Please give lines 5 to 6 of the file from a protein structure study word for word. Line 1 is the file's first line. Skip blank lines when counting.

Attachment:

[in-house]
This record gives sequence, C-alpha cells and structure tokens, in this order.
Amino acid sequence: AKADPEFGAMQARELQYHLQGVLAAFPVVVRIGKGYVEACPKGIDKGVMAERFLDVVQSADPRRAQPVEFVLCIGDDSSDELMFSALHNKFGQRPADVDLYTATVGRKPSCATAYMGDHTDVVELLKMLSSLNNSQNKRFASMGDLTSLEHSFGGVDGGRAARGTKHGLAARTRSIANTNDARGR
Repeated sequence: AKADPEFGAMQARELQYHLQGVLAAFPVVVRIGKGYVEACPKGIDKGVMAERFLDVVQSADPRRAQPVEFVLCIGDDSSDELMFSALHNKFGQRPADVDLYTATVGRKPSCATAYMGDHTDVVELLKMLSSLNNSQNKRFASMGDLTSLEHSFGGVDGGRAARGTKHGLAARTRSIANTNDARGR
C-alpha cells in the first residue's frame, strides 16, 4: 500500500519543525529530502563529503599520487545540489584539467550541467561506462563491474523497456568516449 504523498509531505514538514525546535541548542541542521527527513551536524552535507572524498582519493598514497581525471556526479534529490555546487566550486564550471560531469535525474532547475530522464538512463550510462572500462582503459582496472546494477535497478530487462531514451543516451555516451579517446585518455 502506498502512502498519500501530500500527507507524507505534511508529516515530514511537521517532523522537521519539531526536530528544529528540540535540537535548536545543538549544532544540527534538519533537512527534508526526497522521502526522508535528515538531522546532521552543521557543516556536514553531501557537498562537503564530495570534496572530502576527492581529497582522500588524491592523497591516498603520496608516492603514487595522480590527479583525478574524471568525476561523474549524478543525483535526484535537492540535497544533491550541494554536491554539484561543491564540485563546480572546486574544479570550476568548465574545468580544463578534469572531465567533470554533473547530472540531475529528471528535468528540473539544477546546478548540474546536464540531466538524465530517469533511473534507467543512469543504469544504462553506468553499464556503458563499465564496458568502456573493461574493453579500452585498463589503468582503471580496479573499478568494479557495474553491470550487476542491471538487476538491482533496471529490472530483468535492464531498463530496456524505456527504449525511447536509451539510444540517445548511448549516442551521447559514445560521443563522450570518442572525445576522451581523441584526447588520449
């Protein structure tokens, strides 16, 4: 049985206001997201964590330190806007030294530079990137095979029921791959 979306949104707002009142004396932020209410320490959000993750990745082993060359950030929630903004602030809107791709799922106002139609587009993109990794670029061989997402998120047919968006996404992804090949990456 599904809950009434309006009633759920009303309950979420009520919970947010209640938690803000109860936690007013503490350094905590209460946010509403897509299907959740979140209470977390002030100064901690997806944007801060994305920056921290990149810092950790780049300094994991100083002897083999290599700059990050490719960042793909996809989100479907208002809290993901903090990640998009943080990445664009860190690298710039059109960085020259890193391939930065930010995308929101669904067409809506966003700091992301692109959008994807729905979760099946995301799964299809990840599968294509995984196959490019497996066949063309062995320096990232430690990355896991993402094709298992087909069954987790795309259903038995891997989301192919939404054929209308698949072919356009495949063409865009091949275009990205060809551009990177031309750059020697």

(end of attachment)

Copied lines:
C-alpha cells in the first residue's frame, strides 16, 4: 500500500519543525529530502563529503599520487545540489584539467550541467561506462563491474523497456568516449 504523498509531505514538514525546535541548542541542521527527513551536524552535507572524498582519493598514497581525471556526479534529490555546487566550486564550471560531469535525474532547475530522464538512463550510462572500462582503459582496472546494477535497478530487462531514451543516451555516451579517446585518455 502506498502512502498519500501530500500527507507524507505534511508529516515530514511537521517532523522537521519539531526536530528544529528540540535540537535548536545543538549544532544540527534538519533537512527534508526526497522521502526522508535528515538531522546532521552543521557543516556536514553531501557537498562537503564530495570534496572530502576527492581529497582522500588524491592523497591516498603520496608516492603514487595522480590527479583525478574524471568525476561523474549524478543525483535526484535537492540535497544533491550541494554536491554539484561543491564540485563546480572546486574544479570550476568548465574545468580544463578534469572531465567533470554533473547530472540531475529528471528535468528540473539544477546546478548540474546536464540531466538524465530517469533511473534507467543512469543504469544504462553506468553499464556503458563499465564496458568502456573493461574493453579500452585498463589503468582503471580496479573499478568494479557495474553491470550487476542491471538487476538491482533496471529490472530483468535492464531498463530496456524505456527504449525511447536509451539510444540517445548511448549516442551521447559514445560521443563522450570518442572525445576522451581523441584526447588520449
């Protein structure tokens, strides 16, 4: 049985206001997201964590330190806007030294530079990137095979029921791959 979306949104707002009142004396932020209410320490959000993750990745082993060359950030929630903004602030809107791709799922106002139609587009993109990794670029061989997402998120047919968006996404992804090949990456 599904809950009434309006009633759920009303309950979420009520919970947010209640938690803000109860936690007013503490350094905590209460946010509403897509299907959740979140209470977390002030100064901690997806944007801060994305920056921290990149810092950790780049300094994991100083002897083999290599700059990050490719960042793909996809989100479907208002809290993901903090990640998009943080990445664009860190690298710039059109960085020259890193391939930065930010995308929101669904067409809506966003700091992301692109959008994807729905979760099946995301799964299809990840599968294509995984196959490019497996066949063309062995320096990232430690990355896991993402094709298992087909069954987790795309259903038995891997989301192919939404054929209308698949072919356009495949063409865009091949275009990205060809551009990177031309750059020697």